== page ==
Let's start at the very beginning- a very good place to start. When you read you begin with A B C, when you DIY you begin with... recovering a dining chair.
I know I often do more involved DIY's but sometimes I forget to share the basics. So I figured let's start with DIY 101.
Recovering a chair can seem intimidating to start off, but once you realize how easy it is to recover the seat, you'll want to keep doing it! Maybe that's the root of my chair addiction. As you can probably guess with this chair, I've already attacked it with a vibrant blue spray paint. No matter what color the frame, however, that orange velour seat would need to go. Far away.
First you need to remove the seat. Normally it's held on with a few screws from under the chair.
Once your seat is free, go ahead and grab pliers and a flat-head screwdriver and start prying out the old staples. If your seat is in decent condition and the cushion is still adequate, you can always skip this and cover right over the old fabric. If that's the case, skip down to the fabric step.
You'll need to take the staples out to free both the fabric and the underlying foam. I promise, this is the most tedious part, so if you can make it through this- you got it!
Now for the fun part- putting it all back together!
I used 2 layers of dacron batting for my cushion. If you want something squishier, you can use a layer of 1" foam with a layer of batting over it to smooth it.
Start by stapling the top, bottom and 2 sides about 1" in from the edge.
After stapling the 4 sides, go ahead and staple all the way around and trim the excess batting.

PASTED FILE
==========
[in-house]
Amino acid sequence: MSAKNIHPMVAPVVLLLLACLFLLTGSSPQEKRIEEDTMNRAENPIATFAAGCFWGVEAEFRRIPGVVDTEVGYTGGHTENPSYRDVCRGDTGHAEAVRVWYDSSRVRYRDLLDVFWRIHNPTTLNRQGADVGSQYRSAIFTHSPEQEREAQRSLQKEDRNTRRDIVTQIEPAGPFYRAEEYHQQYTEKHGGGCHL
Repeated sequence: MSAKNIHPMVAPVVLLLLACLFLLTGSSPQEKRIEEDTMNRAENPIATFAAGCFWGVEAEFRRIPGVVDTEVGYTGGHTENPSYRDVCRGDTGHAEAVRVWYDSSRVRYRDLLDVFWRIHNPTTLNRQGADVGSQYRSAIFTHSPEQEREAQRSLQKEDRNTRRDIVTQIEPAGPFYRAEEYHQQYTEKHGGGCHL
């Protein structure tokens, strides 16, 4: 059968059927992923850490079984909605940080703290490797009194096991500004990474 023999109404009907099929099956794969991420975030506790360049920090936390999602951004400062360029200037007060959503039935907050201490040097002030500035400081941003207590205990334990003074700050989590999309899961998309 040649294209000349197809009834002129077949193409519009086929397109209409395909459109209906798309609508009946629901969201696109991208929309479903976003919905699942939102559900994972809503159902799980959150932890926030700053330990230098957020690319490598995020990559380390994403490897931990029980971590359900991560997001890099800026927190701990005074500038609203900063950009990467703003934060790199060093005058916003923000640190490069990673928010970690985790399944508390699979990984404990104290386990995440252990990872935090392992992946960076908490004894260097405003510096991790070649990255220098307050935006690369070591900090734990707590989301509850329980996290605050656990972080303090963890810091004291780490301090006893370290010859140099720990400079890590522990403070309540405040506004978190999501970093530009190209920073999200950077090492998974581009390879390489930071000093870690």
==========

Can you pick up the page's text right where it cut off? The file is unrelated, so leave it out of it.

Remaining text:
Next you'll need to position your cushion on the back of your fabric. Make sure if you have a directional pattern like a geometric or stripe, that you have the pattern oriented as you'd like to see it on the chair.
Now, with the fabric, you'll want to first staple the 4 sides as before. Staple in just a bit from where you stapled the foam so that the fabric will cover it.
Once you have the sides stapled, work inward from each staple. You want to make sure not to pull the fabric tight otherwise you'll see the stretching. Instead, use your full hand to smooth the fabric tight like so.
Create pleats in your fabric as necessary as you go. You won't see these on the finished product, but it will help your pattern sit properly.
Continue this all the way around until your entire seat is stapled.
Once the stapling is set, trim your fabric at least a half inch from the staples- any closer and your fabric may fray.
Once trimmed, you get to turn the cushion back over an admire your handy-work.
Reattach it to the chair and enjoy the fruits of your labor!
See, that wasn't so hard, was it?
Now you're ready to give your dining room a whole new look!